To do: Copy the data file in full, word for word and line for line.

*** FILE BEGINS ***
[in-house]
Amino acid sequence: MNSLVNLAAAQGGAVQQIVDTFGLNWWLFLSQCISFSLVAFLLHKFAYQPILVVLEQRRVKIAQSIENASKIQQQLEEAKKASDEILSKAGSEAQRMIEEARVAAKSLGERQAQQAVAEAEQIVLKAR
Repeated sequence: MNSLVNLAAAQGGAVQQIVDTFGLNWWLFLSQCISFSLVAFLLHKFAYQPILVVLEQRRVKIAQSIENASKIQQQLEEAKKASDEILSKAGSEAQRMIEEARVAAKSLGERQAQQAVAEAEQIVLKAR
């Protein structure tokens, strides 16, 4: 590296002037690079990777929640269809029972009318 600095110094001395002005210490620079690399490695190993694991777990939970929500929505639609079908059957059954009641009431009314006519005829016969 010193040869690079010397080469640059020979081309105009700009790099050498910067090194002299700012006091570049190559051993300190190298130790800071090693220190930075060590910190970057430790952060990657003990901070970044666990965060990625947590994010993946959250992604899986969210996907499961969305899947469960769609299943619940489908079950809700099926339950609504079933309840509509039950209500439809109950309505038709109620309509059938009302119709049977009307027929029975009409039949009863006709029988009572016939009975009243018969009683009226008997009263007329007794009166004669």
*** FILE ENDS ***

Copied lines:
[in-house]
Amino acid sequence: MNSLVNLAAAQGGAVQQIVDTFGLNWWLFLSQCISFSLVAFLLHKFAYQPILVVLEQRRVKIAQSIENASKIQQQLEEAKKASDEILSKAGSEAQRMIEEARVAAKSLGERQAQQAVAEAEQIVLKAR
Repeated sequence: MNSLVNLAAAQGGAVQQIVDTFGLNWWLFLSQCISFSLVAFLLHKFAYQPILVVLEQRRVKIAQSIENASKIQQQLEEAKKASDEILSKAGSEAQRMIEEARVAAKSLGERQAQQAVAEAEQIVLKAR
């Protein structure tokens, strides 16, 4: 590296002037690079990777929640269809029972009318 600095110094001395002005210490620079690399490695190993694991777990939970929500929505639609079908059957059954009641009431009314006519005829016969 010193040869690079010397080469640059020979081309105009700009790099050498910067090194002299700012006091570049190559051993300190190298130790800071090693220190930075060590910190970057430790952060990657003990901070970044666990965060990625947590994010993946959250992604899986969210996907499961969305899947469960769609299943619940489908079950809700099926339950609504079933309840509509039950209500439809109950309505038709109620309509059938009302119709049977009307027929029975009409039949009863006709029988009572016939009975009243018969009683009226008997009263007329007794009166004669």